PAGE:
On the other hand, Japan does not have the wealth of natural resources that a country like China has. When it comes to agriculture and forestry, Japan generally has small farms, with just a portion of the land in the entire country idea for farming, with mountains covering the rest. Another issue with agriculture is that the bulk of the land that is useable for farming is in areas where many industrial sectors call their home, leading to fierce rivalries. "Japan was largely self-sufficient in rice up to World War I, but rising population pressure and poor soils combined to increase the need for food imports. Such imports came initially from the Japanese colonies of Korea and Taiwan, and elsewhere since World War II" (Healy). Though Japan has limited space for farming, the soil that is useable is very productive, growing cash crops like wheat, barley and oats; the land which is covered in forests makes forestry a major industry and an important import. However, fundamentally one can summarize that Japan has a poor amount of natural resources and its overall success depends on the raw materials which are imported. For instance, resources connected to energy are a major need for Japan; the nation has to import the bulk of its crude oil from the Persian Gulf (Healy). Oil is a major resource that Japan relies upon but which does not occur naturally in the country.

On the other hand, some scholars explain that one resource that Japan has that is superior to most nations around the world is that it has an educated and willing labor force. The country is populated by some of the brightest and most innovative minds on the planet, and all these people are committed to working hard and advancing the nation.

Rights of the Investor

The country that offers best investor protection is Japan. While Japan is a smaller country, with limited national resources, they have the track record of history to demonstrate progress, advancement and ease of business. One can base these criteria on the categories examined already, legal climate, business climate, regulatory bodies, natural resources and infrastructure. Japan is a country which simply doesn't have the developmental roadblocks that China is facing. While China has made improvements in leaps and bounds, it is still a developing country. The fact that it is still transforming means that it's more of a risky investment. However, in spite of the inherent risk of China, it could offer much more substantial returns. This is because China is a larger country which has so much more to offer in terms of natural resources and geography. However, the rights of the investor would be substantially compromised because China still has a treacherous amount of corruption at the governmental and local level, making anything from starting a business to investing in a business a frustrating process fill with bureaucratic issues.

Regional and Global Economy Issues

China, while still a developing nation, is truly ensconced in the global economy of the world and the regional economy of Asia. "Analysts and observers fear that China may not be able to bear the short-term slowdown and may turn back to the traditional model of growth" (Singh, 2012). Part of these concerns are as a result of the fact that China has invested so heavily in its infrastructure projects, just as its growth fell to a truly low point (Singh, 2012). "In recent months, China's economy has seen a 'rebound' engineered by looser lending and a renewed surge in investment… Markets have cheered, but others worry that China's new leaders may be shying away from the tough choices that must be made to get China's economy back on track" (Singh, 2012). China is a large enough country and dependent on exports enough that the rest of the world will acutely feel their highs and lows. China's economic decisions cannot help but influence the world economy.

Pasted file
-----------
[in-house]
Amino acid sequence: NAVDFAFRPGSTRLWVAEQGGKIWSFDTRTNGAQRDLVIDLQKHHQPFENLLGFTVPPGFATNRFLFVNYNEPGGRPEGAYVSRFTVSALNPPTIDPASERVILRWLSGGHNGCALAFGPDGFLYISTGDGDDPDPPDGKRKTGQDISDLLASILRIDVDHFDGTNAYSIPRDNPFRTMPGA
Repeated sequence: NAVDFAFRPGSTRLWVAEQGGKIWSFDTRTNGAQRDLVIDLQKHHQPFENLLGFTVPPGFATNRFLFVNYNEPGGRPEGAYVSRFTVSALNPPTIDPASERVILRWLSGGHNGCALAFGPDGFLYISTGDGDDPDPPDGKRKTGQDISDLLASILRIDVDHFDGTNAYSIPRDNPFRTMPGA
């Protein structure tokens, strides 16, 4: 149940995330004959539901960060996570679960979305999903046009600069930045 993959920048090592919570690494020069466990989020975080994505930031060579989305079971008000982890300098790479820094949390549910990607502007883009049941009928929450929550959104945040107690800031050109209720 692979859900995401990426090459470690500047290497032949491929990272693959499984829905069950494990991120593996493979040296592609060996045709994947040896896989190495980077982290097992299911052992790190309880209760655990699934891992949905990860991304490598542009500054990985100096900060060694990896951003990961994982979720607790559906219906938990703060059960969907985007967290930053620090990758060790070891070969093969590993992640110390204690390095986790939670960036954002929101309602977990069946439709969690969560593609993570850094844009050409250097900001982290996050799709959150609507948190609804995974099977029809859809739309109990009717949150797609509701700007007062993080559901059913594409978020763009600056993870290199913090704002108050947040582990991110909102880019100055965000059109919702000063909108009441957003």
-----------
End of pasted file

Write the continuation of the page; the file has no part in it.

Japan is incredibly integrated in the regional and global economy. The economic moves of Japan could have either devastating or uplifting impacts on the rest of the world, depending on what that country decides to do. For instance, just a few months ago, "the new governor of the Bank of Japan (BOJ), Haruhiko Kuroda, announced that the central bank would double the monetary base of the country -- adding an additional $1.4 trillion -- by the end of 2014 in an attempt to end the deflation plaguing the economy. To achieve that, Kuroda will buy government bonds and other assets to inject cash into the economy -- what has now become familiar as quantitative easing, or QE -- to bump inflation up to a targeted 2%" (Schuman, 2013). Some experts support this bold move, claiming that even unconventional monetary policies can help boost advanced economies and spur economic growth, something that the drastic measures proposed by the Bank of Japan might do (Schuman, 2013). This example just serves to show how truly ensconced Japan is within the global economy: any move it makes is felt by the rest of the world. This is important to the foreign investor as ultimately it means that any investment that's carefully strategized could benefit the world economy and have true trickle down and trickle around effect.… [END OF PREVIEW]